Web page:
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Can stainless steel corrode?

Stainless steel is valued worldwide for its main property, corrosion resistance. A property that results when the chromium content is at least 10.5 percent by weight. This chromium content causes a protective and dense passive layer of chromium oxide to form on the surface of the stainless steel piece.

This passive layer of chromium oxide is resistant and surface-stable and at the same time extremely thin.

CORROSION

Corrosion refers to the reaction of a material with its environment, resulting in a change in the basic material; It is a spontaneous mechanism, whereby nature reverses the processes of material extraction of many man-made goods.

Because of its ability to withstand the physical and chemical conditions to which it is exposed, stainless steel is a very durable material. While steel lasts 15 to 20 years, stainless steel retains its properties for up to 60 years.

Stainless steel has great advantages, but it still needs to be cared for and treated properly, it should not be neglected.

In the case of stainless steel, this means that it has a higher corrosion resistance compared to other metals or alloys. But when does stainless steel rust and why?

AGGRESSIVE CONDITIONS

Particularly aggressive conditions can cause stainless steel and steel to corrode. To ensure that a stainless steel structure or application remains intact and unharmed under potentially damaging conditions, it’s best to use high-alloy stainless steel. Still, it’s one of the materials that stands up to certain conditions the most, and with proper maintenance, it will give you more durability than any other.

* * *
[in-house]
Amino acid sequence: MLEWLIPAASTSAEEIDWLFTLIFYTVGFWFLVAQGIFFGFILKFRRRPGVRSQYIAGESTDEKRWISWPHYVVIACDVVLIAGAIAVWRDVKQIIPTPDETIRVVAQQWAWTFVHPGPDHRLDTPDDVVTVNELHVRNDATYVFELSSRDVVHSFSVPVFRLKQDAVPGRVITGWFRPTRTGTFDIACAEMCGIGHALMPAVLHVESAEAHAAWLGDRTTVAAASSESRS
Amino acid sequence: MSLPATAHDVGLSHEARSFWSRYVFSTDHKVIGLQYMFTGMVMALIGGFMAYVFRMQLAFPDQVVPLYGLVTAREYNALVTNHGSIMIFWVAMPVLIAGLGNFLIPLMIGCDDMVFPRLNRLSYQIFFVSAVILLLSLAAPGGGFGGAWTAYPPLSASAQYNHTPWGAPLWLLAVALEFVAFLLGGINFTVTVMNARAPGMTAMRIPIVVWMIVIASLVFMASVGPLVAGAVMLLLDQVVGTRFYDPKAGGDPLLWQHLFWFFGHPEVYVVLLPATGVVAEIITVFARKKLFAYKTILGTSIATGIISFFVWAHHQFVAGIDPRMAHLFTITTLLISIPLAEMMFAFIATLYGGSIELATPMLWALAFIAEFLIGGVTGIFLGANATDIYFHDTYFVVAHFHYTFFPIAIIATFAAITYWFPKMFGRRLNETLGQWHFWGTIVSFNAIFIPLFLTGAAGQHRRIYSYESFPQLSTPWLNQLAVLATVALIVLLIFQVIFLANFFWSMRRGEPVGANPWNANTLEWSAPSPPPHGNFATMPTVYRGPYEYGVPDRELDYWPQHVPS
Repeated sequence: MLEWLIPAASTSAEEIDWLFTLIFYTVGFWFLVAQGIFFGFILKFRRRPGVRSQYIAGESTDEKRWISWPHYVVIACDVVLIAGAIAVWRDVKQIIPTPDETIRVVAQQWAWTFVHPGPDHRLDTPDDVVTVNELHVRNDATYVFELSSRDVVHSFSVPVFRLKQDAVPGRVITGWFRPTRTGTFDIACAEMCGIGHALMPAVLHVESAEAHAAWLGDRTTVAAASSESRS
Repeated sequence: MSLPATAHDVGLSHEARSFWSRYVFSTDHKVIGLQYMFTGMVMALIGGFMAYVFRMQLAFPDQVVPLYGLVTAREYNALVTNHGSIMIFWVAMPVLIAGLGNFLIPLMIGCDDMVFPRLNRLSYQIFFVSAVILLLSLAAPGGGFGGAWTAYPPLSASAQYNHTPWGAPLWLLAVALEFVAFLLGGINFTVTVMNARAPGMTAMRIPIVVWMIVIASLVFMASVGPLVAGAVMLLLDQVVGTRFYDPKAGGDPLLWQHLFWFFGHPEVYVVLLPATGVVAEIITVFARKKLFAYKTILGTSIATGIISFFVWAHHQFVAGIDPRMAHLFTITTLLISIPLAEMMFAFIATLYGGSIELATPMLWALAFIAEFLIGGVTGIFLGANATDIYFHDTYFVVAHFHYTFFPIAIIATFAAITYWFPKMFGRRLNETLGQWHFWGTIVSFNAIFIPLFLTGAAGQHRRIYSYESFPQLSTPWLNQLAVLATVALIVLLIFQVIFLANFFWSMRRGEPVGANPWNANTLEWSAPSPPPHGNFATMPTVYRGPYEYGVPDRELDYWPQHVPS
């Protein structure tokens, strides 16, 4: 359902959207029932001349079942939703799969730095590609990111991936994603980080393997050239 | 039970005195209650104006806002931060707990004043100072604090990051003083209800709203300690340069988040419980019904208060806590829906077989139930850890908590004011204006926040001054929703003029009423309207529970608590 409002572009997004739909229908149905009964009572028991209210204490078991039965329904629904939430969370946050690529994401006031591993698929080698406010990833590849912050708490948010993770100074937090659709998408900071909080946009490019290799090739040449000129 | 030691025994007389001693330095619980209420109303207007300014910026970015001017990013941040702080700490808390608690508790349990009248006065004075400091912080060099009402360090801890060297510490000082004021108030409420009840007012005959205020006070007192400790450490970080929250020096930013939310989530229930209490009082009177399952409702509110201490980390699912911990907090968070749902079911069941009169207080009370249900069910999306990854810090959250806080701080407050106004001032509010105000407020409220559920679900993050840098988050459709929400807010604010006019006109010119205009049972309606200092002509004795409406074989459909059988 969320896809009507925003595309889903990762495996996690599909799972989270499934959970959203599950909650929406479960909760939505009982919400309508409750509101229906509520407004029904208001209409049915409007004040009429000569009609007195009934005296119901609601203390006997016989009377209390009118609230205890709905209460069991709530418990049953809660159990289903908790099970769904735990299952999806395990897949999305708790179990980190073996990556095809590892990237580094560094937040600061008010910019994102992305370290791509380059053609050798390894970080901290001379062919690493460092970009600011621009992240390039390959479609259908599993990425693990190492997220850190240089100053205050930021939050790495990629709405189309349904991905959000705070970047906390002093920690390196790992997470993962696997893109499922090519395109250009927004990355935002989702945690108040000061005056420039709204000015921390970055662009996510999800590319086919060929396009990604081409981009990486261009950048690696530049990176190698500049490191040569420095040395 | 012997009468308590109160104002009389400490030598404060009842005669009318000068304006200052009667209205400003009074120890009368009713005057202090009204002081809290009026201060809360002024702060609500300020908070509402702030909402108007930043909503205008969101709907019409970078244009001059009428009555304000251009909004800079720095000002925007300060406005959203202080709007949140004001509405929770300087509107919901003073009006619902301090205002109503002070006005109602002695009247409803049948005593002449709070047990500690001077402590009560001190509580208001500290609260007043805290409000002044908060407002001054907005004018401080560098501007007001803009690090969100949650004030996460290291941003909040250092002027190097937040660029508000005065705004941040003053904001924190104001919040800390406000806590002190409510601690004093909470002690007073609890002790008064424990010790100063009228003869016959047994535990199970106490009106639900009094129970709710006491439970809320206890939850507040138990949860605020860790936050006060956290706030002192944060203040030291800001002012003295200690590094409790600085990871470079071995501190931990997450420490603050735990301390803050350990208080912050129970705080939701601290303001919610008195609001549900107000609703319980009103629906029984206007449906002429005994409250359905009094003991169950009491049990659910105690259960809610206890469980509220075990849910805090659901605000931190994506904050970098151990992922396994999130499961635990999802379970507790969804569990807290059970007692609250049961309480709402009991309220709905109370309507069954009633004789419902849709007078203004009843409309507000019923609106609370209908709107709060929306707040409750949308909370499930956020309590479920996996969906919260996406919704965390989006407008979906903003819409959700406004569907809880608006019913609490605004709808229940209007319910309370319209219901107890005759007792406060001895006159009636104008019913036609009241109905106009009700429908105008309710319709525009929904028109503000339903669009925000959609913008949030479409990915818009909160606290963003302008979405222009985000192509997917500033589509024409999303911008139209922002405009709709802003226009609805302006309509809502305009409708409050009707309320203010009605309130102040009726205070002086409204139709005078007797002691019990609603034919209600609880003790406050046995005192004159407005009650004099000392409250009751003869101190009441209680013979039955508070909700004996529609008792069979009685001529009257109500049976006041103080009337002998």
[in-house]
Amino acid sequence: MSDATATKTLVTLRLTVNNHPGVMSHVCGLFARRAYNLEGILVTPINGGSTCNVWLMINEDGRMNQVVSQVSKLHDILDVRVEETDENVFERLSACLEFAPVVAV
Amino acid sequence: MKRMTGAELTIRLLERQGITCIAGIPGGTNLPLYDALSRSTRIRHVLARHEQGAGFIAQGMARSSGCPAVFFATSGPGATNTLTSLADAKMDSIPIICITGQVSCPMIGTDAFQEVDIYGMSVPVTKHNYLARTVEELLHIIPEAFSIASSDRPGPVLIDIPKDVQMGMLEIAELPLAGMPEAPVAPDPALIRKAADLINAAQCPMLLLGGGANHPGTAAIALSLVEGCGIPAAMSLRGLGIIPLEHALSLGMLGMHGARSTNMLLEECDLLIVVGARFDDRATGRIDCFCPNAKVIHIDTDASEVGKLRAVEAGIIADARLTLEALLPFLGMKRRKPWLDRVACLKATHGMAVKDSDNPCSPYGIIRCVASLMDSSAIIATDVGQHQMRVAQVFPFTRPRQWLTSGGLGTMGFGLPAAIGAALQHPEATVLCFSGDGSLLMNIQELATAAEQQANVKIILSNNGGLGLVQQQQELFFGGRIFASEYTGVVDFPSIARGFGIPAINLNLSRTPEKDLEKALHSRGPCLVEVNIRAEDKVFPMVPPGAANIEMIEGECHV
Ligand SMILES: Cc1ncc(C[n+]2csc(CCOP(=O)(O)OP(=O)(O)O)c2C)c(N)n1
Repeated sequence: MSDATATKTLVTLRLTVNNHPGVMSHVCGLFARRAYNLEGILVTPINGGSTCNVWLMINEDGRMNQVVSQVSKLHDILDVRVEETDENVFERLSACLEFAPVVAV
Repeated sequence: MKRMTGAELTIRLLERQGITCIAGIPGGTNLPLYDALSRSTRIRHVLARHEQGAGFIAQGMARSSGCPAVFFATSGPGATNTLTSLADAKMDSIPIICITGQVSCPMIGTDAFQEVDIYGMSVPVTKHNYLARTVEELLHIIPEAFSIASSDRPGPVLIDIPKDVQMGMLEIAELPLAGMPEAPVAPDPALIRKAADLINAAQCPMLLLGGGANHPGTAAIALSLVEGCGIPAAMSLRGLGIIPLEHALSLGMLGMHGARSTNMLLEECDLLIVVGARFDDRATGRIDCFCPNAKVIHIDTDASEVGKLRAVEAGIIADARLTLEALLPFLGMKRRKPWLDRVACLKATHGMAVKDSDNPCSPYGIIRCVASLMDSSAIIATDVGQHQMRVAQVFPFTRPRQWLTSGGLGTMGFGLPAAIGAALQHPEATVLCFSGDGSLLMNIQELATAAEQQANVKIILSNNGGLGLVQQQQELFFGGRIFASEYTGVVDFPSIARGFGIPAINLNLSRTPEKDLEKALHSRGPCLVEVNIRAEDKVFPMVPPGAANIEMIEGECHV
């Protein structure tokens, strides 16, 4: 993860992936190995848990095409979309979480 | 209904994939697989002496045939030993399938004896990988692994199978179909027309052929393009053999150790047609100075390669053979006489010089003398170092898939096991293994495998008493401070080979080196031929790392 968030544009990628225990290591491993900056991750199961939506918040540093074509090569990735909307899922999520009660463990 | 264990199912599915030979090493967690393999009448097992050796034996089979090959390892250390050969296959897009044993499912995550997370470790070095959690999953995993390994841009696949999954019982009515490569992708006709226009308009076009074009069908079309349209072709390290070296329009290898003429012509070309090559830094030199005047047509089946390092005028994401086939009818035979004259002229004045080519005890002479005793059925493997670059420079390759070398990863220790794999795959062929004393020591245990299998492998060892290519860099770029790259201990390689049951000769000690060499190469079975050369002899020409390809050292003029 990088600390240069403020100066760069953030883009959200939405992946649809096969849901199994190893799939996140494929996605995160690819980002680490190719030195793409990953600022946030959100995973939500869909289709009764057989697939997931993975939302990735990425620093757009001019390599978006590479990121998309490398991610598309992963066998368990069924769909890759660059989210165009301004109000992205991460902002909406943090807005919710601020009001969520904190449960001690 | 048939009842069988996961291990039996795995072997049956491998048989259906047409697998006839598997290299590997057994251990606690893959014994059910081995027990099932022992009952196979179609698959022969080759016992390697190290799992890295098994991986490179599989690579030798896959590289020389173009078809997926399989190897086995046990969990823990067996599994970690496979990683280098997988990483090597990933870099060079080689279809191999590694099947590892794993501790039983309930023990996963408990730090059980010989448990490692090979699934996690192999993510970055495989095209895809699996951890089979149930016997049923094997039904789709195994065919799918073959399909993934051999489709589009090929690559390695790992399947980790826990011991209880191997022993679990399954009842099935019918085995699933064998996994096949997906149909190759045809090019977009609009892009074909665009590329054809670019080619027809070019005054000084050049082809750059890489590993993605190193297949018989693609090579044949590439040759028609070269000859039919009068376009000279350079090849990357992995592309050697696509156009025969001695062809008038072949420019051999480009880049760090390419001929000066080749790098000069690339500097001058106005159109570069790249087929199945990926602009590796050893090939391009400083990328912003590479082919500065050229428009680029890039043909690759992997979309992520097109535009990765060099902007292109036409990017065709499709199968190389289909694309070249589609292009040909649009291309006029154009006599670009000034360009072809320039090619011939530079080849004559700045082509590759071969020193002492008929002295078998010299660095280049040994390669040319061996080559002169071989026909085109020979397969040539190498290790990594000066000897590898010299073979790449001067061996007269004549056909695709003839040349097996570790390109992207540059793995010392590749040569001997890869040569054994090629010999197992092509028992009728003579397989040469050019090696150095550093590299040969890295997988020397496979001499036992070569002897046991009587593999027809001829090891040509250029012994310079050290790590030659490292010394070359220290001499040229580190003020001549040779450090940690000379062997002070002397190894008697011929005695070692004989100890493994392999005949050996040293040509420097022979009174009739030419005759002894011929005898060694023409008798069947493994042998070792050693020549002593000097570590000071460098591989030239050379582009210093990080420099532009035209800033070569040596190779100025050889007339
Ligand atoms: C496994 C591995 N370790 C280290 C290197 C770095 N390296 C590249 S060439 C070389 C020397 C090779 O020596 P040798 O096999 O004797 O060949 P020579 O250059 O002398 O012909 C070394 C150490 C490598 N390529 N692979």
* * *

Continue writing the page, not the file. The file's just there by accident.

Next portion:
CORROSION RESISTANCE IS QUANTITATIVE

Essentially, stainless steel is quite suitable for most environments and is largely resistant to corrosion. In addition, there are different grades of stainless steel, each with different levels of corrosion resistance.

CORROSION MECHANISMS

Stainless steel can be susceptible to certain localized corrosion mechanisms, which can be divided into 6 categories:

-Pitting (pitting corrosion): this happens to stainless steel exposed to an environment where chloride is present.

-Cracking: A form of corrosion caused by oxygen concentrations immersed in a crack. This is usually not a problem for the operation of the workpiece unless the stainless steel is in a stagnant solution where chlorides could accumulate.

-Stress corrosion cracking: Tensile stresses associated with certain environmental conditions can cause stress corrosion.

-Bimetallic Corrosion: Galvanic (bimetallic) corrosion occurs when dissimilar metals come into contact with each other in a common electrolyte, such as when stainless steel oxidizes in rain.

-General corrosion: when stainless steel has a pH below 1, general corrosion occurs.

– Intergranular corrosion (grain decay): when an austenitic stainless steel is heated to about 450-800 °C, the steel forms existing carbon grain boundaries along which corrosion occurs.

HOW TO PREVENT STAINLESS STEEL FROM RUSTING?

When cleaning a stainless steel surface, avoid aggressive methods. Do not use cleaning agents containing chlorides such as fluoride, iodine and chlorine.

The use of steel wool on stainless steel, causes the surface to enlarge and the particles left behind from the steel wool contain iron, causing further corrosion.

Never use alcohol based cleaners as they will remove the chromium oxide layer.

With the right treatment your stainless steel will last longer, now you know how to best maintain it.

 

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